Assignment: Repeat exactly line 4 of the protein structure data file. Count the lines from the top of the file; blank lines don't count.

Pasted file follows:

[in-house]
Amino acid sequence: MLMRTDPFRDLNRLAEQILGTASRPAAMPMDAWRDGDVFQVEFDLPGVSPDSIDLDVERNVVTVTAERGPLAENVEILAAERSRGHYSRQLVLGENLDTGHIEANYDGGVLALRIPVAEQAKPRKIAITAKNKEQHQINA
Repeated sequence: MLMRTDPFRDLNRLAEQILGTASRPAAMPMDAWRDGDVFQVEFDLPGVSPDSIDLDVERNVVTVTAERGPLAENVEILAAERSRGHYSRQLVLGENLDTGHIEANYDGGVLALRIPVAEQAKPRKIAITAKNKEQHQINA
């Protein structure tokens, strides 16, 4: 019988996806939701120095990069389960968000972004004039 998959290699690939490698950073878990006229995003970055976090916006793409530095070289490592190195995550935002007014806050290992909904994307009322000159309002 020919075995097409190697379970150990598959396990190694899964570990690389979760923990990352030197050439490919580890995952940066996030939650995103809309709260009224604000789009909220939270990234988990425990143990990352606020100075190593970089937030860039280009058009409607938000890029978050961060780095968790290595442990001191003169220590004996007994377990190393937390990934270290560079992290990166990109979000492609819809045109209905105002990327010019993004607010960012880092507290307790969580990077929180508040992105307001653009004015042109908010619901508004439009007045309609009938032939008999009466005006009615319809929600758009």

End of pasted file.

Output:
């Protein structure tokens, strides 16, 4: 019988996806939701120095990069389960968000972004004039 998959290699690939490698950073878990006229995003970055976090916006793409530095070289490592190195995550935002007014806050290992909904994307009322000159309002 020919075995097409190697379970150990598959396990190694899964570990690389979760923990990352030197050439490919580890995952940066996030939650995103809309709260009224604000789009909220939270990234988990425990143990990352606020100075190593970089937030860039280009058009409607938000890029978050961060780095968790290595442990001191003169220590004996007994377990190393937390990934270290560079992290990166990109979000492609819809045109209905105002990327010019993004607010960012880092507290307790969580990077929180508040992105307001653009004015042109908010619901508004439009007045309609009938032939008999009466005006009615319809929600758009």